1) theguardian.com: Georg Baselitz: why art’s great shock merchant has set his sights on opera
I don’t necessarily agree with his view that women can’t paint, but I do wonder where are women the most successful? Literature? Music? Hmm.
The airport features a butterfly garden, an orchid garden with a koi pond, and an “enchanted garden” that combines flowers and soft ferns with sculptures and sparkling lights.
Not surprised to see Seoul being nr. 2. I doubt something like that would be build in Germany, and, while it’s beautiful, it’s also not really necessary and maybe even a waste of money.
3) afinetheorem.wordpress.com: The Economics of John Nash
Probably the best post on Nash’s academic contributions I’ve read so far.
4) fightstate.com: Muay Thai Fighter Suspended For Illegal Titanium Shin Implants in Chiang Mai
Yes, somehow that feels a little bit unfair. ;)
He later said that he had simply decided that he was going to return to rationality. “I emerged from irrational thinking, ultimately, without medicine other than the natural hormonal changes of aging,” he wrote in an email to Dr. Kuhn in 1996.
And here’s the Washington Post’s post on Nash: An interview with Sylvia Nasar.
The woman then contacts a lonely heart over Jiayuan and convinces him to take her on a date to the expensive restaurant, where she runs up an enormous tab. According to the study, these dates can cost anywhere from $100 to $2,000. Afterward, of course, the bilked bachelor never hears from his date again.
Ouch. Well, $100 is fine, I guess. First dates in Germany can get that expensive as well.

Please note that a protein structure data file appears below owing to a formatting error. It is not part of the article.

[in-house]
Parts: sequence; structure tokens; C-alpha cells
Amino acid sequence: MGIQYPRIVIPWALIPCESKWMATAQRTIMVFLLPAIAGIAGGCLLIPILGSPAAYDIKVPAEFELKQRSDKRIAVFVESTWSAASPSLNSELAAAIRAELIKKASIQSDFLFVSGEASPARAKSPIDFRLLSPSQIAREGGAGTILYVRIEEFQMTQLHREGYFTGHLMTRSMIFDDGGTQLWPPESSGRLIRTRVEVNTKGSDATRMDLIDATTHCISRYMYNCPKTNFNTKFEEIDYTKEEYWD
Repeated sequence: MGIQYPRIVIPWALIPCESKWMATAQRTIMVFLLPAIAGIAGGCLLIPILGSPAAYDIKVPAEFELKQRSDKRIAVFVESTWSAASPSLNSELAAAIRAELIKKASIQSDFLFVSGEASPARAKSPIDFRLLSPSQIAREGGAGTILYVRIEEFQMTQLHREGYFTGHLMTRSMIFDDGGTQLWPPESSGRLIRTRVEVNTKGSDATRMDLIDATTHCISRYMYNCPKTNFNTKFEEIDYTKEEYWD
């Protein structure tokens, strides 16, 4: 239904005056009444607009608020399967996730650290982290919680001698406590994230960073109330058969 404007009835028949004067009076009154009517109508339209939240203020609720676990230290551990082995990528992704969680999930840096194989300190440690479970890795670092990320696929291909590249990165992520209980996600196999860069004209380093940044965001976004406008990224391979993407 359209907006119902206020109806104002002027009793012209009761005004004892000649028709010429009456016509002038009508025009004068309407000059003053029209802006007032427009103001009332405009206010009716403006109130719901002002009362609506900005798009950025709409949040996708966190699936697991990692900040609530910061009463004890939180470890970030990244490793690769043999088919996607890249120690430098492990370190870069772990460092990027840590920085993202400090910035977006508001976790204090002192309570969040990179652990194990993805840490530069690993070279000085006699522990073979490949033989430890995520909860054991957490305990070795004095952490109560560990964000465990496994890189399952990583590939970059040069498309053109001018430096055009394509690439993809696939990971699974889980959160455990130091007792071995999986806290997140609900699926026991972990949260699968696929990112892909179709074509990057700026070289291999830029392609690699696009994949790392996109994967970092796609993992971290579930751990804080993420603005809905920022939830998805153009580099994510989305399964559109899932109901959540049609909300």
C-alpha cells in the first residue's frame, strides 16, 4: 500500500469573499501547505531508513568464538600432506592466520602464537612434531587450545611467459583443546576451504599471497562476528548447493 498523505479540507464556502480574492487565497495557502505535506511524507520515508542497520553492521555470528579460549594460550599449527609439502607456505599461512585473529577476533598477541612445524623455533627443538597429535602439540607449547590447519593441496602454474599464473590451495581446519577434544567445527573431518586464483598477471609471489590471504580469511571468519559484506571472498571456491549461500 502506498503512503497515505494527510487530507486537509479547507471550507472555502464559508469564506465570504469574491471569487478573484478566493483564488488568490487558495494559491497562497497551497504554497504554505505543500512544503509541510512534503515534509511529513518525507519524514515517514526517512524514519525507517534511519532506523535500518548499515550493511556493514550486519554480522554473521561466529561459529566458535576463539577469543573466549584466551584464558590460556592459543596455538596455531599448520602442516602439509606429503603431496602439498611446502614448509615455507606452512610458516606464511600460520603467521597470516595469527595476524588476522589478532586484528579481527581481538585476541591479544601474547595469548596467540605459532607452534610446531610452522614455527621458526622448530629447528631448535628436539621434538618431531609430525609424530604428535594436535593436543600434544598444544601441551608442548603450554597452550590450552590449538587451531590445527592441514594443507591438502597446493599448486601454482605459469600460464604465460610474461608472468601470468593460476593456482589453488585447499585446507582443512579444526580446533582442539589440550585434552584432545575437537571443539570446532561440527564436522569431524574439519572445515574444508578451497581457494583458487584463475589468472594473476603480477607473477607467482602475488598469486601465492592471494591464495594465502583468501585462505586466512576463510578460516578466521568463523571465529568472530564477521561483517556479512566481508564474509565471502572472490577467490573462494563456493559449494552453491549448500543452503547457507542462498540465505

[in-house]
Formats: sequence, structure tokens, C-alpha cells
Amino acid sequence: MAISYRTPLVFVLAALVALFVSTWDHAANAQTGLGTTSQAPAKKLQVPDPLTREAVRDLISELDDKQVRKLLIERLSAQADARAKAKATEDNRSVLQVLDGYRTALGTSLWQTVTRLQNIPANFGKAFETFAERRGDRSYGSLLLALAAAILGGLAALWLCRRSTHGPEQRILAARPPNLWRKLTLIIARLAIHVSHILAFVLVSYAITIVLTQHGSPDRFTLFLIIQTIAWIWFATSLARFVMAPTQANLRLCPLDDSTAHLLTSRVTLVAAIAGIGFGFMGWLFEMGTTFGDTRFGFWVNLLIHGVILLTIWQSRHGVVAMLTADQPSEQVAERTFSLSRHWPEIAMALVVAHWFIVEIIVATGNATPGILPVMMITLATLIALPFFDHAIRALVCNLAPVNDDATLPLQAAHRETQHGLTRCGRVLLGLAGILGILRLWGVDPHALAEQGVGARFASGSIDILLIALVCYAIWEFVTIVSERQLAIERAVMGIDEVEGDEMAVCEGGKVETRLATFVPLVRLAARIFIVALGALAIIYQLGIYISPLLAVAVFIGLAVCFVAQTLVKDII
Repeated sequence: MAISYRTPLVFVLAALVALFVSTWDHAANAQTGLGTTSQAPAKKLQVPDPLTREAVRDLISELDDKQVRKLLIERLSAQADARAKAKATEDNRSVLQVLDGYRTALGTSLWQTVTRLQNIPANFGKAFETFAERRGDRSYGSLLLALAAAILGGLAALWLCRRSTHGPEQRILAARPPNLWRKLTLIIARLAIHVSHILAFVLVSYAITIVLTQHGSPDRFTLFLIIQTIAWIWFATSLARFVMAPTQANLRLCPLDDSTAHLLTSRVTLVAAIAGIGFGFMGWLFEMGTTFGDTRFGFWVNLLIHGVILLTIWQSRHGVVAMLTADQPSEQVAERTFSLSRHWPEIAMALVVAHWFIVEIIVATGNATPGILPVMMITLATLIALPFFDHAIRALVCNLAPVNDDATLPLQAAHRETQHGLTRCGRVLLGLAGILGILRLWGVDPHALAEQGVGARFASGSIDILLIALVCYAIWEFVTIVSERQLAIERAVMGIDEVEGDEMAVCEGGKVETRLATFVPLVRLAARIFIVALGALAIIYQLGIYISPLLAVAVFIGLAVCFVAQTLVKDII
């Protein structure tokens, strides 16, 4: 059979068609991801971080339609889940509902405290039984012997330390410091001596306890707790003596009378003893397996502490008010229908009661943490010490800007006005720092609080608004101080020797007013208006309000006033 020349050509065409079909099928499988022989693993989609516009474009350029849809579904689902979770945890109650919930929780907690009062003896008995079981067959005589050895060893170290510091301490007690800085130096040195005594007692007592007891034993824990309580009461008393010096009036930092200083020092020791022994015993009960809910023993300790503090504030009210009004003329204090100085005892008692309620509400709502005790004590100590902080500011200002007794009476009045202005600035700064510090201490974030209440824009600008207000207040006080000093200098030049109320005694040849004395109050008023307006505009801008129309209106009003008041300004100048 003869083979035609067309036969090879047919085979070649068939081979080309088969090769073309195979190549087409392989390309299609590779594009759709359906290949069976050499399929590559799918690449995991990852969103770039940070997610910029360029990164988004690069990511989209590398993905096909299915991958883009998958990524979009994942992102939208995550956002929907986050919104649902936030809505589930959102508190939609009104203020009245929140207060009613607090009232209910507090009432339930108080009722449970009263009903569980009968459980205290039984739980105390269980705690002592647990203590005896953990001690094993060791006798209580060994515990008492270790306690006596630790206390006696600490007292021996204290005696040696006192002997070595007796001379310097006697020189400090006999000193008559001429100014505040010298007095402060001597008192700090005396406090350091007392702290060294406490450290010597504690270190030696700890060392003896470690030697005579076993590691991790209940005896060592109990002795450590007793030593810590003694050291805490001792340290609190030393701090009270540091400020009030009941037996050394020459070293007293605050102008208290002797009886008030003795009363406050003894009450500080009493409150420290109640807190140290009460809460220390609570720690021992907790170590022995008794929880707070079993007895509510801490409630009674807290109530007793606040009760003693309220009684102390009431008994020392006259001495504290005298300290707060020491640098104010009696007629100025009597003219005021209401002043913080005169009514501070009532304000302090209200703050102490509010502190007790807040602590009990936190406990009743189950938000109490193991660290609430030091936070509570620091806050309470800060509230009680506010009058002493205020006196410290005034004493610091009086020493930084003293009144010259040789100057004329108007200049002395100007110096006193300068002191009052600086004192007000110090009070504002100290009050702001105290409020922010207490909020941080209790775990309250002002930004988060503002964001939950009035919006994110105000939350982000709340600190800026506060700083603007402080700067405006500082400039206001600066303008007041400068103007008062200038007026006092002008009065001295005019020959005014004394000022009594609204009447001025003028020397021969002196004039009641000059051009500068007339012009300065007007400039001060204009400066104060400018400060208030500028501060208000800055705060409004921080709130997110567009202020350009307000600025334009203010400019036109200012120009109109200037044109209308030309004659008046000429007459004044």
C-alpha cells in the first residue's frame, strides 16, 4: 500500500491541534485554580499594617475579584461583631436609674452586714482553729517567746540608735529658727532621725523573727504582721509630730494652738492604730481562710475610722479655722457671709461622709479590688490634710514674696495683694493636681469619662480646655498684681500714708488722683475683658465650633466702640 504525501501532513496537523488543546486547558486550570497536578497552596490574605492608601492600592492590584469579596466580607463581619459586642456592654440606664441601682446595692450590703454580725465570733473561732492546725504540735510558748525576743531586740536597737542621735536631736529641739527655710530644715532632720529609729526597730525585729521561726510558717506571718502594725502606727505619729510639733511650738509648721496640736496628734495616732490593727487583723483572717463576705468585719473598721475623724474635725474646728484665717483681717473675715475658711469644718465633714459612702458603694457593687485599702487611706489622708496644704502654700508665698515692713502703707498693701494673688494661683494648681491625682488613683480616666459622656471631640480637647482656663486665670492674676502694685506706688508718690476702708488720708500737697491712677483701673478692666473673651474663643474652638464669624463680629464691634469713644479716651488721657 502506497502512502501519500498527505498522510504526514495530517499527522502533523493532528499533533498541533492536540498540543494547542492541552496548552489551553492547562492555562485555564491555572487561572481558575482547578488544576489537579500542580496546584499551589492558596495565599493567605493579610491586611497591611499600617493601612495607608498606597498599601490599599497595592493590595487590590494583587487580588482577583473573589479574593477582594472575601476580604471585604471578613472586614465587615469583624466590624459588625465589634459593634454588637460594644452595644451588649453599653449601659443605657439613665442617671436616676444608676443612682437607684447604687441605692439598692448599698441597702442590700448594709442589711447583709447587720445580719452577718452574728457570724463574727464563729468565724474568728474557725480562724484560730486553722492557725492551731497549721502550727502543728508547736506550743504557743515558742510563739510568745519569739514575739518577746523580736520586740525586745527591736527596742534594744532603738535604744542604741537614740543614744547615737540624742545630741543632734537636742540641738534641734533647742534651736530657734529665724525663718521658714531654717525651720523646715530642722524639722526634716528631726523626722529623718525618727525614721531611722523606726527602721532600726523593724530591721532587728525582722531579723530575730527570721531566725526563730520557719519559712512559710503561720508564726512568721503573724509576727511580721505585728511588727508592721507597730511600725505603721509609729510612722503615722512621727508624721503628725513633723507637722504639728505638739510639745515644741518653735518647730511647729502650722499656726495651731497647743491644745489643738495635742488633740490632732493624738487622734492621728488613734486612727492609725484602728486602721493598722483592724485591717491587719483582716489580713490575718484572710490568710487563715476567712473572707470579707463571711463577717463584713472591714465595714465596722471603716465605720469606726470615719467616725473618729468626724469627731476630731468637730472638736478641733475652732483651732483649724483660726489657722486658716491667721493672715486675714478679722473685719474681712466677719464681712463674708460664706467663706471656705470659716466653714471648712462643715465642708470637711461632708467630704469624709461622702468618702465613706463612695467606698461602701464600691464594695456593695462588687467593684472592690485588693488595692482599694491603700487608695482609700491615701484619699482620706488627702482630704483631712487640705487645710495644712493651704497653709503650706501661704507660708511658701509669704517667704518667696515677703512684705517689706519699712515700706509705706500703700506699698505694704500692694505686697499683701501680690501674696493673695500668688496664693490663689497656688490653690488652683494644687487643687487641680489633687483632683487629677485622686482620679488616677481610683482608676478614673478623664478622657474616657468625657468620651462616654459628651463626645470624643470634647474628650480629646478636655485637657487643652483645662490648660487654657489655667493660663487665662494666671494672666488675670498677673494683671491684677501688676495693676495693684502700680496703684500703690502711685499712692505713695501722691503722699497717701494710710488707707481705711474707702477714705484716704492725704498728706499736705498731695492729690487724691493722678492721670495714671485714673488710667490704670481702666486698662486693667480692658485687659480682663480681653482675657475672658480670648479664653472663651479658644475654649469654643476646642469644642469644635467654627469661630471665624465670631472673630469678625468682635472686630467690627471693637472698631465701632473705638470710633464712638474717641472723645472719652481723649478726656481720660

When asked how to get smarter, Buffett once held up stacks of paper and said “read 500 pages like this every day. That’s how knowledge builds up, like compound interest.”
I agree. As Buffet says it also matters what kind of books or papers you read. Reading a novel will most likely not make you smarter, reading too many books of the same topics will only give you marginal returns. I think reading academic papers might be the best way to get smarter and stay smart (even if most of them are horribly written and contain lots of gibberish).
If you want to figure out the effect of prices on tomato demand, the absurdly simplified rational maximizer approach gives a darn good answer. If you want to figure out where to put the signs advertising a tomato sale, or what color to draw them, let me suggest some psychology.
I’m not too scared of “paternalism”, but I also don’t think that behaviourism gets rational choice theory right (interestingly, they have no incentive to do so. Thaler should be an exception though). I really enjoyed Nudge and will definitely read “Misbehaving” some day.
9) themoneyillusion.com: Seeing Lu Mountain
Scott Sumner quotes this Brad DeLong post. It’s an interesting discussion because I recently finished two books which talked a bit about the financial crisis (Nate Silver’s “The Signal & the Noise” and Paul Krugmans “Depression Economics”) and especially Krugmans explanation seemed to miss something.